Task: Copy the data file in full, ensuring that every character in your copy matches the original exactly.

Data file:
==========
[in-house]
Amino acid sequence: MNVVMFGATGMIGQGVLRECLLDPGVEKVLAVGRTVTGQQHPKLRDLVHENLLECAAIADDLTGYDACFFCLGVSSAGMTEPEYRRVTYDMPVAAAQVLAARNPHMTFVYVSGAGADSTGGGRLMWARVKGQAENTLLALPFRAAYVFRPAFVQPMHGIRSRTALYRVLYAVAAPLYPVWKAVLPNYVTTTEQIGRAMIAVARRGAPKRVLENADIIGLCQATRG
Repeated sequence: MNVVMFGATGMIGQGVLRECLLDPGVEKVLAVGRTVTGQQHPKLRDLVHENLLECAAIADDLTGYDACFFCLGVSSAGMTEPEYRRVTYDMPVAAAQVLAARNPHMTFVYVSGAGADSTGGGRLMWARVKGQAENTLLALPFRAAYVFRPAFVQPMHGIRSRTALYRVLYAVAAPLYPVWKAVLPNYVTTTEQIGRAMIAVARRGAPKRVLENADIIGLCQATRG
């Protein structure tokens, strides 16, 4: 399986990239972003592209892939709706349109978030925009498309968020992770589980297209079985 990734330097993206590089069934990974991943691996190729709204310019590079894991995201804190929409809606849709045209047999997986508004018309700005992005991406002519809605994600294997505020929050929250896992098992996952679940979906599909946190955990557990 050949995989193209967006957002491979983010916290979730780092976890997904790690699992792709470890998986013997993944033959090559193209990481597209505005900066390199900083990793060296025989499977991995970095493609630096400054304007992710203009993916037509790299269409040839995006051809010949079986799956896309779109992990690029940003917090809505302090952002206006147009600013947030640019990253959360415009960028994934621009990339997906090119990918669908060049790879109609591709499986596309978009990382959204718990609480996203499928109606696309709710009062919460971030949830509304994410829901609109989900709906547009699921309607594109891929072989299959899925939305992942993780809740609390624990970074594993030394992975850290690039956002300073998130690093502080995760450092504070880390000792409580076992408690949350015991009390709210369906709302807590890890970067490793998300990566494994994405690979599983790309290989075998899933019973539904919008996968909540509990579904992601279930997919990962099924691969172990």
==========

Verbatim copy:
[in-house]
Amino acid sequence: MNVVMFGATGMIGQGVLRECLLDPGVEKVLAVGRTVTGQQHPKLRDLVHENLLECAAIADDLTGYDACFFCLGVSSAGMTEPEYRRVTYDMPVAAAQVLAARNPHMTFVYVSGAGADSTGGGRLMWARVKGQAENTLLALPFRAAYVFRPAFVQPMHGIRSRTALYRVLYAVAAPLYPVWKAVLPNYVTTTEQIGRAMIAVARRGAPKRVLENADIIGLCQATRG
Repeated sequence: MNVVMFGATGMIGQGVLRECLLDPGVEKVLAVGRTVTGQQHPKLRDLVHENLLECAAIADDLTGYDACFFCLGVSSAGMTEPEYRRVTYDMPVAAAQVLAARNPHMTFVYVSGAGADSTGGGRLMWARVKGQAENTLLALPFRAAYVFRPAFVQPMHGIRSRTALYRVLYAVAAPLYPVWKAVLPNYVTTTEQIGRAMIAVARRGAPKRVLENADIIGLCQATRG
């Protein structure tokens, strides 16, 4: 399986990239972003592209892939709706349109978030925009498309968020992770589980297209079985 990734330097993206590089069934990974991943691996190729709204310019590079894991995201804190929409809606849709045209047999997986508004018309700005992005991406002519809605994600294997505020929050929250896992098992996952679940979906599909946190955990557990 050949995989193209967006957002491979983010916290979730780092976890997904790690699992792709470890998986013997993944033959090559193209990481597209505005900066390199900083990793060296025989499977991995970095493609630096400054304007992710203009993916037509790299269409040839995006051809010949079986799956896309779109992990690029940003917090809505302090952002206006147009600013947030640019990253959360415009960028994934621009990339997906090119990918669908060049790879109609591709499986596309978009990382959204718990609480996203499928109606696309709710009062919460971030949830509304994410829901609109989900709906547009699921309607594109891929072989299959899925939305992942993780809740609390624990970074594993030394992975850290690039956002300073998130690093502080995760450092504070880390000792409580076992408690949350015991009390709210369906709302807590890890970067490793998300990566494994994405690979599983790309290989075998899933019973539904919008996968909540509990579904992601279930997919990962099924691969172990």